How to Tweet When Sad News Breaks

We’ve had a lot of heartbreaking news stories in the past few years, and for many Twitter users that social network was the first place they heard about some of them. It can get emotional and a little overwhelming on Twitter as these tragedies unfold, and it’s a good time for your personal and company brand to make a positive impression and contribution to the conversation – and avoid a negative one.

If you want to hang on to your followers and sound like a real and thoughtful human (or a company ran by thoughtful humans), follow these tips for tweeting during a sad news event.

Once you hear a sad news event has happened…


  • Be human and social.
  • Tweet something nice like “Our thoughts and prayers go out to…” if you feel moved to do so.
  • Tweet a link to the best news article you read about it, if you want to help spread the word.
  • Tweet about how to locate family membersTweet or retweet things that can help. In the example of the Boston Marathon bombing, tweeting the phone numbers to locate family members, telling your Boston followers where they can donate blood, etc.


  • Let your scheduled auto-tweets continue to publish without at least checking what is set to tweet next. You can look like an out-of-touch jerk bot if someone sees your automated tweet amongst a dozen others about the tragedy that just happened. Imagine if your company had scheduled a post to publish today that just happened to be very offensive or insensitive given the news. You’ll probably want to push out your scheduled tweets for a few hours, and perhaps post less than normal until talk of the tragedy has calmed down a bit on Twitter.
  • Do what Guy Kawasaki did. After news of the Boston Marathon explosion broke on Twitter, he continued to auto-tweet things like “If you super size your title, make sure you can deliver the beef – [link]“. That’s understandable and many people didn’t turn of auto-tweets, but after someone replied and told him to turn off the automatic tweets because “Your tweets stuck out in a stream about Boston,” Guy went on to tweet “Loving how people with less than 1,500 followers are telling me how to tweet…” and then back to automated-looking tweets like “12 fun facts about tulips – [link]“. I noted Guy’s number of Twitter followers just over an hour ago, and his number of followers is now down by 51 – so he’s probably gained his normal amount of followers today, and lost quite a few.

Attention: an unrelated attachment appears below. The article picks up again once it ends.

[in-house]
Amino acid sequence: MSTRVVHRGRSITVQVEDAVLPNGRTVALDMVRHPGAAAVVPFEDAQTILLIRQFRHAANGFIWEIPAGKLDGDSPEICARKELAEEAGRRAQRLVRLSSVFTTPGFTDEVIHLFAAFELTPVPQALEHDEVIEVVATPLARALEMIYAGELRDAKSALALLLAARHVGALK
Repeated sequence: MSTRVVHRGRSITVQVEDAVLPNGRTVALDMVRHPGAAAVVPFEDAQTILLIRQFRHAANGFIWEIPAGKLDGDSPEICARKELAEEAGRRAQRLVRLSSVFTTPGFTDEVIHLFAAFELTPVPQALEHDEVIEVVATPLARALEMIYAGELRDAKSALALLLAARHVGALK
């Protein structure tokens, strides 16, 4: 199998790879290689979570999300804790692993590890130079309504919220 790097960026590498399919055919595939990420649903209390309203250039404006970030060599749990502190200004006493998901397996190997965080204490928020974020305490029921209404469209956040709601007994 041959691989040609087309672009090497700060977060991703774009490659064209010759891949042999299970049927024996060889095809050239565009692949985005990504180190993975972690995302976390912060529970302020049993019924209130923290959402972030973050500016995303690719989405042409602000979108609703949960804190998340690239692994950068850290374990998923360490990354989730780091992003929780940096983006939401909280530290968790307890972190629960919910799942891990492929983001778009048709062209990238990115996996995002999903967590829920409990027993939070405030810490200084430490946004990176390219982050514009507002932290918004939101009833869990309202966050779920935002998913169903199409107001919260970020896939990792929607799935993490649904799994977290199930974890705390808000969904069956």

• Jump into tweets with your political opinions or conspiracy theories on the sad news event before any facts have been released. (Unless you think most of your followers want or expect that from you.)
  • Tweet every new development in the news story. (Unless you think most of your followers want or expect that from you.)
  • Offer to donate money for every retweet you receive, or something similar. That’s what the fake @_BostonMarathon Twitter account did, and it can feel more tacky and selfish than generous.

Do you have any other advice? Have you seen any other social media faux pas around tragedies? Share in the comments.

Note: This post was originally published on when Kristina worked there, but since the company was sold and the blog content removed, Kristina has published it here on her own website.

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